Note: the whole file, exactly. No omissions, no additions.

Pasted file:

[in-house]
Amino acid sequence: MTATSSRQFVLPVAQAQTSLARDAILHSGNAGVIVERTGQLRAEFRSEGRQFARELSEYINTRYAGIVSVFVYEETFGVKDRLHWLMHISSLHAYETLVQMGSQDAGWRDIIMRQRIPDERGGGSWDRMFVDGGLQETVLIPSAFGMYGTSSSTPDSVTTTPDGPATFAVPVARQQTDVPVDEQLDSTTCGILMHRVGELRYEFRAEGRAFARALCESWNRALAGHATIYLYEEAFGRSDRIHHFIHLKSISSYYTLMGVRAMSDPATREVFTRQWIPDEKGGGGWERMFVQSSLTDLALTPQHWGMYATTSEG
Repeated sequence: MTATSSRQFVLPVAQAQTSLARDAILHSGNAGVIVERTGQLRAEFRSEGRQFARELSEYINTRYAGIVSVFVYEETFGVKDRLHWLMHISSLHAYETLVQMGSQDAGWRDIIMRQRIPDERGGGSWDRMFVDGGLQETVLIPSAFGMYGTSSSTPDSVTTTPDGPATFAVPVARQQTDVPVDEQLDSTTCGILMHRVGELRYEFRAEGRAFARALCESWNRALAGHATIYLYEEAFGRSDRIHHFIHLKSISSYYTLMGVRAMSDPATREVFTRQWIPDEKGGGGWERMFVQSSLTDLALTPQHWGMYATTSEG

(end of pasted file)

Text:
[in-house]
Amino acid sequence: MTATSSRQFVLPVAQAQTSLARDAILHSGNAGVIVERTGQLRAEFRSEGRQFARELSEYINTRYAGIVSVFVYEETFGVKDRLHWLMHISSLHAYETLVQMGSQDAGWRDIIMRQRIPDERGGGSWDRMFVDGGLQETVLIPSAFGMYGTSSSTPDSVTTTPDGPATFAVPVARQQTDVPVDEQLDSTTCGILMHRVGELRYEFRAEGRAFARALCESWNRALAGHATIYLYEEAFGRSDRIHHFIHLKSISSYYTLMGVRAMSDPATREVFTRQWIPDEKGGGGWERMFVQSSLTDLALTPQHWGMYATTSEG
Repeated sequence: MTATSSRQFVLPVAQAQTSLARDAILHSGNAGVIVERTGQLRAEFRSEGRQFARELSEYINTRYAGIVSVFVYEETFGVKDRLHWLMHISSLHAYETLVQMGSQDAGWRDIIMRQRIPDERGGGSWDRMFVDGGLQETVLIPSAFGMYGTSSSTPDSVTTTPDGPATFAVPVARQQTDVPVDEQLDSTTCGILMHRVGELRYEFRAEGRAFARALCESWNRALAGHATIYLYEEAFGRSDRIHHFIHLKSISSYYTLMGVRAMSDPATREVFTRQWIPDEKGGGGWERMFVQSSLTDLALTPQHWGMYATTSEG